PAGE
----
Dozens more short-faced hyena remains have been found across Europe. In 1828, Jean-Baptiste Croizet and Antoine Claude Gabriel Jobert created the species "H. perrieri" for a specimen from Montagne de Perrier, France. In 1889, German paleontologist Karl Weithofer described "H. robusta" based on a specimen from Olivola, Tuscany, Italy, but Boule quickly synonymized it with "H." brevirostris in 1893. In 1890, French paleontologist Charles Depéret erected "H. pyrenaica" based on a specimen from Roussillon. Short-faced hyenas were also being discovered in East Asia. In 1870, English naturalist Richard Owen described a Chinese specimen as "H." sinensis. In 1908, French paleoanthropologist Eugène Dubois described a Javan one as "H. bathygnatha". In 1934, Chinese paleoanthropologist Pei Wenzhong described another Chinese one, "H." licenti, from the Nihewan Basin. In 1954, mammalogist R. F. Ewer described "P." bellax" from Kromdraai, South Africa. In 1956, Finnish paleontologist Björn Kurtén identified the subspecies "H. b. neglecta" from Jammu, India (he also chose to classify several other short-faced hyenas as subspecies of brevirostris.) In 1970 Ficcarelli and Torres relegated these to Pachycrocuta, though "P. perrieri" is sometimes split off into a different genus, Pliocrocuta, erected by Kretzoi in 1938.[7][8] In 2001, P. brevirostris was identified in Gladysvale Cave, South Africa.[9]

Usually, no more than one or two Asian short-faced hyenas were considered distinct from the European P. brevirostris. The two species convention was especially popular among Chinese scientists. As the 20th century progressed, they were often classified as regional subspecies of P. brevirostris, with P. b. brevirostris endemic to Europe, and P. b. licenti and P. b. sinensis to China.[7] In 2021, Chinese paleontologist Liu Jinyi and colleagues reported the largest ever short-faced hyena skull from Jinniushan, Northeast China, belonging to P. b. brevirostris, demonstrating the subspecies is not endemic to Europe. They suggested P. b. licenti (Middle Villafranchian) evolved into P. b. brevirostris (Late Villafranchian), which evolved into P. b. sinensis (Galerian). Relict populations of P. b. licenti seem to have persisted for some time in southern China while P. b. brevirostris had replaced most other populations. Liu and colleagues were unsure how other supposed subspecies fit into this paradigm.[7]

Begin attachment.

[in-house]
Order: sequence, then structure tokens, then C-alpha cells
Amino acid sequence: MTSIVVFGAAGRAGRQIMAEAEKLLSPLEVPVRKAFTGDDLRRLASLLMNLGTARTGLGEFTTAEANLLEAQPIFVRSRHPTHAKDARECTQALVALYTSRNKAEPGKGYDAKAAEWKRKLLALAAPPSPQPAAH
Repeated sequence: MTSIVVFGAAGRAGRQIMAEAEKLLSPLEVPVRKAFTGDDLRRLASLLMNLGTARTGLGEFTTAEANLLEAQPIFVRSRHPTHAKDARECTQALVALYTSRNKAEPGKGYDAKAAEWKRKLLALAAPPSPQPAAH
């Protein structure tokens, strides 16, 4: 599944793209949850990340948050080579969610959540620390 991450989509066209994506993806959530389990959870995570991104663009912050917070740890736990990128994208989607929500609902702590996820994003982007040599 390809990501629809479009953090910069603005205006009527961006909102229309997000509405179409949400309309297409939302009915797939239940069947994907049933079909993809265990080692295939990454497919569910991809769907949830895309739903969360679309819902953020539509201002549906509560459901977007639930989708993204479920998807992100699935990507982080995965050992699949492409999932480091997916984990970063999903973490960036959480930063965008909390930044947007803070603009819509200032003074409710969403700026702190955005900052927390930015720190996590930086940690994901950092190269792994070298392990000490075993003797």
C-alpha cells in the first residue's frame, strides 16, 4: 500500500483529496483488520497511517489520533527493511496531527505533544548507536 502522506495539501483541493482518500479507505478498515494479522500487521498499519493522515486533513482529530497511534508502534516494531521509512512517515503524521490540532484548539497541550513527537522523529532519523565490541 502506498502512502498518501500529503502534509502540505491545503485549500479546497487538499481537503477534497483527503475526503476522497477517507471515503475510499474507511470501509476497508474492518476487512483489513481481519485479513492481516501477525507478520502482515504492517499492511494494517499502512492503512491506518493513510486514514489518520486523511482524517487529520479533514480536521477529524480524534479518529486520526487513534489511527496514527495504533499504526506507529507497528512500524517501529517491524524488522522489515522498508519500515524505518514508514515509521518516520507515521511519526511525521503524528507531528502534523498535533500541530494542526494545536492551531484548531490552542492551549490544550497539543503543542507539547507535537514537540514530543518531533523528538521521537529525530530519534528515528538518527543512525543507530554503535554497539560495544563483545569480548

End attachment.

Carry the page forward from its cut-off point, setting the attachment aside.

The oldest fossils usually considered to belong to the genus are known from the Pliocene of East Africa,[4] the species P. bellax, known from the Early Pleistocene of South Africa, falls within the morphological variation of P. brevirostris, though its geographical separation from the that species renders its validity equivocal.[4] It has been proposed that P. brevirostris ultimately evolved in Asia from Pliocrocuta perrieri, which is only distinguishable from P. brevirostris by the presence of a metaconid on the first molar. The earliest fossils of P. brevirostris in Europe date to around 1.8-2 million years ago, with the earliest fossils in East Asia probably being slightly older. P. brevirostris became extinct in Europe around 800,000 years ago, following the arrival of the spotted hyena (Crocuta crocuta), which is suggested to have outcompeted Pachycrocuta.[10] The latest remains from East Asia are from the Zhoukoudian site, dating to around 500,000 years ago, and the species may have persisted later elsewhere in Asia.[4]